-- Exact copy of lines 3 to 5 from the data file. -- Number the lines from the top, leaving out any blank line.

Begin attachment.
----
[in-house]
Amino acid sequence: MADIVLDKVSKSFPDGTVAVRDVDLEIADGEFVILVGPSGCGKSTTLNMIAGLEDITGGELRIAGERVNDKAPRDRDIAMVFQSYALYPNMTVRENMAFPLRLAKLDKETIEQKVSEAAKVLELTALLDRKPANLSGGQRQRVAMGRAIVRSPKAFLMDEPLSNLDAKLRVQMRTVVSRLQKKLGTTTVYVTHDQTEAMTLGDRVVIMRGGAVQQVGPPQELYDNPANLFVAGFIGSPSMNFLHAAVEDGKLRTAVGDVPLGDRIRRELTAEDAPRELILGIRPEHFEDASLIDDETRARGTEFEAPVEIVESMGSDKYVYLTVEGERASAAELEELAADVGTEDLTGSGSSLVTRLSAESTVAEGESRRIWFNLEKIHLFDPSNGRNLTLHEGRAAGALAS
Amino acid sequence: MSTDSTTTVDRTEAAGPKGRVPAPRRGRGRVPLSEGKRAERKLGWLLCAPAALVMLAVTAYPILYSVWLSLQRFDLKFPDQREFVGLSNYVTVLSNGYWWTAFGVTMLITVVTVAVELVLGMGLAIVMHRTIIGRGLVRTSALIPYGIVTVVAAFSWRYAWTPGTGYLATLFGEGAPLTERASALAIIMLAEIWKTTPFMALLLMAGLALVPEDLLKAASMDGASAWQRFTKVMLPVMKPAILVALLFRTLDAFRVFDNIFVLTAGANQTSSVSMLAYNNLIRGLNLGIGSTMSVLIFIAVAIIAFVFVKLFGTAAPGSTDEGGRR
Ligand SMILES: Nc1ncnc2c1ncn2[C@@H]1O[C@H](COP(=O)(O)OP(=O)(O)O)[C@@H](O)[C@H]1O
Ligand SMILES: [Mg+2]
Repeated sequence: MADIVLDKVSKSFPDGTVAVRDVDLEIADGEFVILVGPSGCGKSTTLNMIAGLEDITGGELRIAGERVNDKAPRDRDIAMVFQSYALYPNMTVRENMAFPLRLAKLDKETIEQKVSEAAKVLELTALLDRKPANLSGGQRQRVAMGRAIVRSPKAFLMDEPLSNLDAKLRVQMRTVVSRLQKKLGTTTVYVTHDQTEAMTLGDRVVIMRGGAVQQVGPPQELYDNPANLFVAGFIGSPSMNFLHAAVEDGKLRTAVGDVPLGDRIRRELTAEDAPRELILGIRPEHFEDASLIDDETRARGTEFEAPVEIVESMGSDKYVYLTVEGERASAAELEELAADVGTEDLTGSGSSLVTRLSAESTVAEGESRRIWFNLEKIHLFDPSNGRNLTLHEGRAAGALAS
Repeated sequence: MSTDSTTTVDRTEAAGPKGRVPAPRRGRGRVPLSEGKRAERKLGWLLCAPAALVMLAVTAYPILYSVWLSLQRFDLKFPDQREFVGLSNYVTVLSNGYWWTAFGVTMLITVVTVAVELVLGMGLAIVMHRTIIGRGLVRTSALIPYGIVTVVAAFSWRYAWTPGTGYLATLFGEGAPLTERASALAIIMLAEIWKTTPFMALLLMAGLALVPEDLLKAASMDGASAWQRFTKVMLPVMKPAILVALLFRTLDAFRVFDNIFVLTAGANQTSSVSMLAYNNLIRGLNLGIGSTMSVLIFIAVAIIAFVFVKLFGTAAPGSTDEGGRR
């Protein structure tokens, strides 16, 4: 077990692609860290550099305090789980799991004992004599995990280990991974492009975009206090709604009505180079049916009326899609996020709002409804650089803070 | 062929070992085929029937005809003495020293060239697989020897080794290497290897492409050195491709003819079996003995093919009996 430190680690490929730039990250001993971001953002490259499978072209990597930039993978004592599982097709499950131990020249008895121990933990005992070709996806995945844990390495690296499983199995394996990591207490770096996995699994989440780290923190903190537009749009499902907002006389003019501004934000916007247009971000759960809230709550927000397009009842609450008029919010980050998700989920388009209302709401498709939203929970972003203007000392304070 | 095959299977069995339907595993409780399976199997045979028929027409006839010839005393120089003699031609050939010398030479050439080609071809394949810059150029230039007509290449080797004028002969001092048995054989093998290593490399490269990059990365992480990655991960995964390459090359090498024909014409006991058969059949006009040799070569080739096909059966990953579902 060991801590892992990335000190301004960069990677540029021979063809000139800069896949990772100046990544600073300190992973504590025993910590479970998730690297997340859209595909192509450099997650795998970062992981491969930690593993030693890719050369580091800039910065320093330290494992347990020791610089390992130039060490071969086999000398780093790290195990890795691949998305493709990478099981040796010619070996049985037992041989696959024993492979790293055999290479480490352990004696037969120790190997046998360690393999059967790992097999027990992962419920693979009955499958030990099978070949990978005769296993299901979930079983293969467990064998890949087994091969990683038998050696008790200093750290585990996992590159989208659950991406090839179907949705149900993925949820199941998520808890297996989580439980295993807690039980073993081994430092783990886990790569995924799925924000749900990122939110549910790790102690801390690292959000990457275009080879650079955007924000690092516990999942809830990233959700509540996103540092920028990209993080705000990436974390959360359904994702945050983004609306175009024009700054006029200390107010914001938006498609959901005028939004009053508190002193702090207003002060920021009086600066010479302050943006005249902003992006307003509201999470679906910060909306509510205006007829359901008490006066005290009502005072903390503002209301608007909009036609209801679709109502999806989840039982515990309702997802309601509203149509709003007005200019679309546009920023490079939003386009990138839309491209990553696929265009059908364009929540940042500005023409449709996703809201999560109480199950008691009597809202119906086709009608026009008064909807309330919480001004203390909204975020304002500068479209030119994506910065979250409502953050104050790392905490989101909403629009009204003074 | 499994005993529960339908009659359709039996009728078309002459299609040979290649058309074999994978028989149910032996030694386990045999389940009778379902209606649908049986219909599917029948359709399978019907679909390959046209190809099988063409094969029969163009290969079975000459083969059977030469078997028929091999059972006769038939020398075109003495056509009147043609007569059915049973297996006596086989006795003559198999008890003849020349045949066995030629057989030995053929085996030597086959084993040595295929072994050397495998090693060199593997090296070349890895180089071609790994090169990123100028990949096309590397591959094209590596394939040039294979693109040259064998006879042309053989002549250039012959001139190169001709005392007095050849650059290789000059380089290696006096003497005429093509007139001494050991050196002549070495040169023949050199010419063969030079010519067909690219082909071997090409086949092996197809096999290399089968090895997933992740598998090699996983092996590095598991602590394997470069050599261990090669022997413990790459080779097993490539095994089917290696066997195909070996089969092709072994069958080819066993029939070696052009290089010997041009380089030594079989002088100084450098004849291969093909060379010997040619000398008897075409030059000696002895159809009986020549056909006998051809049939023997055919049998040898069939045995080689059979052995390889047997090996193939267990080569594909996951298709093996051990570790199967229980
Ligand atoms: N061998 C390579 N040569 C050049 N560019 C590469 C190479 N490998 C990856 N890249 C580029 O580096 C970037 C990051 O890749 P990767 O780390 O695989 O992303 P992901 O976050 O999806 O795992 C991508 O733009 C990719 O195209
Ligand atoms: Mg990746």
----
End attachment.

Amino acid sequence: MSTDSTTTVDRTEAAGPKGRVPAPRRGRGRVPLSEGKRAERKLGWLLCAPAALVMLAVTAYPILYSVWLSLQRFDLKFPDQREFVGLSNYVTVLSNGYWWTAFGVTMLITVVTVAVELVLGMGLAIVMHRTIIGRGLVRTSALIPYGIVTVVAAFSWRYAWTPGTGYLATLFGEGAPLTERASALAIIMLAEIWKTTPFMALLLMAGLALVPEDLLKAASMDGASAWQRFTKVMLPVMKPAILVALLFRTLDAFRVFDNIFVLTAGANQTSSVSMLAYNNLIRGLNLGIGSTMSVLIFIAVAIIAFVFVKLFGTAAPGSTDEGGRR
Ligand SMILES: Nc1ncnc2c1ncn2[C@@H]1O[C@H](COP(=O)(O)OP(=O)(O)O)[C@@H](O)[C@H]1O
Ligand SMILES: [Mg+2]